Anti-drug parley draws regional delegates [pg. 3]

Olmert: 300,000 drug users in Israel, no easy way to cope with this phenomenon.

By TALYA HALKIN
March 13, 2006 01:03
2 minute read.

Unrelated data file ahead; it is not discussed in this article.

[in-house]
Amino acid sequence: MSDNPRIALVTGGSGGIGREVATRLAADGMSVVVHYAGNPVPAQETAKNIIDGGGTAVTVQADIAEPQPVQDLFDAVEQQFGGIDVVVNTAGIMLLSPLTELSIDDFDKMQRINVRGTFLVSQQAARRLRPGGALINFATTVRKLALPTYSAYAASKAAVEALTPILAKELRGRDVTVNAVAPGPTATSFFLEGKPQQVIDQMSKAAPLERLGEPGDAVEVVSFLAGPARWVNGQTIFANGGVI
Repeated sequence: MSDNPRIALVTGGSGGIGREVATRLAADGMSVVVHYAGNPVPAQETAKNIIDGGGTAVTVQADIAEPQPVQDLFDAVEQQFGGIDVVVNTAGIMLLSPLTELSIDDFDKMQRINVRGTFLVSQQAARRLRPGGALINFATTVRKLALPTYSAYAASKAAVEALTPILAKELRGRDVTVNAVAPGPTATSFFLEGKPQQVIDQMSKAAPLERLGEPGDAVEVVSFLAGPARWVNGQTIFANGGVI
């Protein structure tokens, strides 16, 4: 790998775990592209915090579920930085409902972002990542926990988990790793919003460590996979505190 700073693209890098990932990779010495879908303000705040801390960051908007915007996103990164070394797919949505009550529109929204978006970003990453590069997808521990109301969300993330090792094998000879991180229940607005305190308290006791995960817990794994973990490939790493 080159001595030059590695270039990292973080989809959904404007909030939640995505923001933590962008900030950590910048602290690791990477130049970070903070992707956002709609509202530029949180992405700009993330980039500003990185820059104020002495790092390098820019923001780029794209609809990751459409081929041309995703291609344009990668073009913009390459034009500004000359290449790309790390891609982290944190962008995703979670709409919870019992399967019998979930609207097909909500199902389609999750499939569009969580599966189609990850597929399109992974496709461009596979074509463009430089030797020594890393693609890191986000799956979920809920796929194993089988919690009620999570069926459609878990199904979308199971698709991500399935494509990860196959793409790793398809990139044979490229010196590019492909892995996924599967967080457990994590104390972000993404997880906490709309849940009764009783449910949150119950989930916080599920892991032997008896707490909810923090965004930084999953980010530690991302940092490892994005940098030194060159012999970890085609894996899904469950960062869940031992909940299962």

"Israel's next government will act to change the priorities of Israeli society," Acting Prime Minister Ehud Olmert said Sunday at a Tel Aviv conference organized by the National Anti-Drugs Authority. Olmert cited statistics concerning the number of drug users in Israel, which currently number at least 300,000 people, and said that between 20,000-25,000 of them used hard drugs. "There is no simple and easy way to cope with this phenomenon," Olmert said. "The question is how to create a reality that significantly reduces the exposure to drugs and to related dangers. I don't know any society that has managed to completely eradicate drug use, but I do think that a significant reduction can be brought about. There has to be a national social effort led by the government." Prime Minister Ariel Sharon, Olmert said, had spoken to him more than once about the threats posed by drugs, and the importance of fighting them. Participants at the conference included Professor Margaret Hamilton, the Australian government's consultant on fighting drug abuse, and official representatives from Jordan, Egypt and the Palestinian Authority. At the conference, which was presided over by Anti-Drugs Authority chairman Ronny Douek, the ADA presented its five-year action plan for a war on drugs. One of the fundamental conditions for success, Douek said, was full cooperation between various government ministries, the media, the academy, voluntary organizations and the general public. The new national program to be proposed by the ADA, Douek also said, would include doubling the number of communities in which there is anti-drug activity from 56 to 100, and implementing preliminary educational programs to counter drug abuse in over 300 preschools across the country. The ADA also plans to encourage legislation concerning minimum punishment criteria for drug dealers, and to create a system of treatment and rehabilitation for over 15,000 heroin addicts, as well as to provide a mobile anti-drugs education unit to cater to the Beduin population dispersed throughout the Negev. Other speakers at the conference included Health Minister Ya'acov Edri, Internal Security Minister Gideon Ezra, MK Isaac Herzog (Labor) and army and police officials. According to the ADA, over 100 tons of marijuana and hashish are annually smuggled into Israel through the border with Egypt, while 3-4 tons of other drugs - mostly heroin - enter the country across the border with Jordan. In addition, approximately 20 million LSD and Ecstasy pills are smuggled into the country every year on airplanes and ships. "The quantities of drugs that enter Israel are astounding," Edri said during the conference. "The drug problem pertains to us all, including elite units in the IDF." "Drugs are indeed a strategic threat to Israel," Edri added. Edri also expressed his opposition to the legalization of certain recreational drugs, and underscored the importance of educational efforts to prevent drug use. "The most important thing is to prevent every person from touching drugs for the first time," said Ezra. "We need to educate children and their parents as early as kindergarten. "As long as drug dealers won't pay a dear price for trying to make easy money through drug dealing, drugs will continue to flow into the country," Ezra warned. According to ADA director-general Haim Messing, a recent survey of university students revealed that between 30-40 percent of students use some form of drugs. "The greatest problem in Israel today is the population aged 18-25, which includes soldiers who carry weapons and serve at roadblocks and in combat units," Messing said.


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